, Volume 17, Issue 9, pp 684-688

Accuracy of history, wheezing, and forced expiratory time in the diagnosis of chronic obstructive pulmonary disease

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Abstract

OBJECTIVE: To determine the accuracy of the history and selected elements of the physical examination in the diagnosis of chronic obstructive pulmonary disease (COPD).

DESIGN: Independent blind comparison of the standard clinical examination (evaluating the accuracy of history, wheezing, and forced expiratory time [FET]) with spirometry. The gold standard for diagnosis of COPD was a forced expiratory volume at 1 second (FEV1) below the fifth percentile (adjusted for patient height and age).

SETTING: Seven sites in 6 countries, including investigators from primary care and secondary care settings.

PARTICIPANTS: One hundred sixty-one consecutive patients with varying severity of disease (known COPD, suspected COPD, or no COPD) participated in the study.

MAIN RESULTS: One hundred sixty-one patients (mean age 65 years, 39% female, 41% with known COPD, 27% with suspected COPD, and 32% normal) were recruited. Mean (±SD) FEV1 and forced vital capacity were 1,720 (±830) mL and 2,520 (±970) mL. The likelihood ratios (LR) for the tested elements of the clinical examination (and their P values on x 2 testing) were: self-reported history of COPD, 5.6 (P<.001); FET greater than 9 seconds, 6.7 (P<0.01); smoked longer than 40 pack years, 3.3 (P=.001); wheezing, 4.0 (P<.001); male gender, 1.6 (P<.001); and age over 65 years, 1.6 (P=.025). The accuracy of these elements was not appreciably different when reference standards other than FEV1 below the 5th percentile were applied. Only 3 elements of the clinical examination were significantly associated with the diagnosis of COPD on multivariate analysis: self-reported history of COPD (adjusted LR 4.4), wheezing (adjusted LR 2.9), and FET greater than 9 seconds (adjusted LR 4.6). Area under the receiver operating characteristic curve for the model incorporating these 3 factors was 0.86.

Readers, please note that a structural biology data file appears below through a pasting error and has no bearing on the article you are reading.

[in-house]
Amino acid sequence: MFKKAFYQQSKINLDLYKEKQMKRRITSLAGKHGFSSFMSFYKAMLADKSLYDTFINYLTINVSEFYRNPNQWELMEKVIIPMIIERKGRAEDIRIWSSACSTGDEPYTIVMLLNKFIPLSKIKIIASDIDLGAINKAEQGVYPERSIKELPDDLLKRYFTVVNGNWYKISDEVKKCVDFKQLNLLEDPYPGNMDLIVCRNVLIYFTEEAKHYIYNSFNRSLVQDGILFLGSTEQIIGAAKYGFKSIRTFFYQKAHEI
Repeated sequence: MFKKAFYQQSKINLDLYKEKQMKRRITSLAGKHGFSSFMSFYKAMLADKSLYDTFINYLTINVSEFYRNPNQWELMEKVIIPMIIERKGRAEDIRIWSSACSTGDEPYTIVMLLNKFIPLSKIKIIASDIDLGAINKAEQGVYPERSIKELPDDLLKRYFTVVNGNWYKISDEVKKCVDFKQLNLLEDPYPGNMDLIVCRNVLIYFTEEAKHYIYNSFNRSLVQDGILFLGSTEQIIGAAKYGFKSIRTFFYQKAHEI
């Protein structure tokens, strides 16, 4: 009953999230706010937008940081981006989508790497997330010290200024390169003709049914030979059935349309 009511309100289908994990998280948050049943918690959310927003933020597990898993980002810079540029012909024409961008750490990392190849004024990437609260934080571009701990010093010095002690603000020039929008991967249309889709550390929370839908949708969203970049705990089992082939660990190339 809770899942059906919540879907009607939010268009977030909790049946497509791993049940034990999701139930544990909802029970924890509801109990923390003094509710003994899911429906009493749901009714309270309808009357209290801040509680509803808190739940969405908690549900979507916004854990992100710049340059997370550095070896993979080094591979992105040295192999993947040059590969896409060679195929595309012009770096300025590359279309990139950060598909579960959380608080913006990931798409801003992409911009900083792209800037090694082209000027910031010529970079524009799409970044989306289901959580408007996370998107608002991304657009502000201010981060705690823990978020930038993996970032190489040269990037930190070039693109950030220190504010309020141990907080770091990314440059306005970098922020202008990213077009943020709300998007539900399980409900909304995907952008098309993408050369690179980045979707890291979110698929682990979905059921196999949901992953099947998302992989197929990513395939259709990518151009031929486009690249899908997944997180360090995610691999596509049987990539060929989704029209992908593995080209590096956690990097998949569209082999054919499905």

CONCLUSIONS: Less emphasis should be placed on the presence of isolated symptoms or signs in the diagnosis of COPD. While numerous elements of the clinical examination are associated with the diagnosis of COPD, only 3 are significant on multivariate analysis. Patients having all 3 of these findings have an LR of 59 (ruling in COPD); those with none have an LR of 0.3 (ruling out COPD).

SES, DLS, and JJD were supported by the NHS Research and Development Programme, United Kingdom; SES is supported by a Career Scientist Award from the Ontario Ministry of Health and by the knowledge Translation Program at the University of Toronto; FAM is a Population Health Investigator of the Alberta Heritage Foundation for Medical Research and was supported by the Medical Research Council of Canada.